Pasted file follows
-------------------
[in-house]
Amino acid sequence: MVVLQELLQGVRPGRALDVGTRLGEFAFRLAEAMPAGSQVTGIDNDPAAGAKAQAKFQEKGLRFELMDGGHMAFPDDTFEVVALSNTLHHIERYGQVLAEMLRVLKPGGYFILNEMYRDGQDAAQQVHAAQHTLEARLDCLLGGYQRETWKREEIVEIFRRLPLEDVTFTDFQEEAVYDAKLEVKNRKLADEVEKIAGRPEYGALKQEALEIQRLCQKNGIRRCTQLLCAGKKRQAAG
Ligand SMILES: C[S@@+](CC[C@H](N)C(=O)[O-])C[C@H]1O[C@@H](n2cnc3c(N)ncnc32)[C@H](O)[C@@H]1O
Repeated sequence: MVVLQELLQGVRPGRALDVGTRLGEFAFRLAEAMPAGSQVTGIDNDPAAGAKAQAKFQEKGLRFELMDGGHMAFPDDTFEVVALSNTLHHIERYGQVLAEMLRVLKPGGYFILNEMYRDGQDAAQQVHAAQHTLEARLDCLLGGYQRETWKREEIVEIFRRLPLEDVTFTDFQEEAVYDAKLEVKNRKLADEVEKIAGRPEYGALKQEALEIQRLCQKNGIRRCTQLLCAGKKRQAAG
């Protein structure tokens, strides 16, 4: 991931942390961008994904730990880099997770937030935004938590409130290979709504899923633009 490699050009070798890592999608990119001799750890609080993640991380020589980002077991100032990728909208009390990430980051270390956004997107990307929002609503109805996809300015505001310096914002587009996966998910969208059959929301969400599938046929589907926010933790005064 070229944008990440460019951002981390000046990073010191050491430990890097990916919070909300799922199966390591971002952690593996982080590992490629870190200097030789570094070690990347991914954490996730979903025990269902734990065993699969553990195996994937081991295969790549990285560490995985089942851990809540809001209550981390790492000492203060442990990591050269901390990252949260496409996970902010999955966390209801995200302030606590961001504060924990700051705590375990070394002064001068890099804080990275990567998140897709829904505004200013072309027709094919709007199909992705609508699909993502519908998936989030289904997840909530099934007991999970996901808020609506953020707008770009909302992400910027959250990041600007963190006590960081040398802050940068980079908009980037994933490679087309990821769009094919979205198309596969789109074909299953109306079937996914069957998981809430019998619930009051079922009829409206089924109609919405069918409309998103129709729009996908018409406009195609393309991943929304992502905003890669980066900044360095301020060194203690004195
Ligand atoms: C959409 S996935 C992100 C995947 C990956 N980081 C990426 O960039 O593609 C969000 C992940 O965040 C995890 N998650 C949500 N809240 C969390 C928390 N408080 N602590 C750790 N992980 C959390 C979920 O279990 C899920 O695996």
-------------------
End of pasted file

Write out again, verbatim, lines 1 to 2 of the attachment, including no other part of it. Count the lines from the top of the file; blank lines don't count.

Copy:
[in-house]
Amino acid sequence: MVVLQELLQGVRPGRALDVGTRLGEFAFRLAEAMPAGSQVTGIDNDPAAGAKAQAKFQEKGLRFELMDGGHMAFPDDTFEVVALSNTLHHIERYGQVLAEMLRVLKPGGYFILNEMYRDGQDAAQQVHAAQHTLEARLDCLLGGYQRETWKREEIVEIFRRLPLEDVTFTDFQEEAVYDAKLEVKNRKLADEVEKIAGRPEYGALKQEALEIQRLCQKNGIRRCTQLLCAGKKRQAAG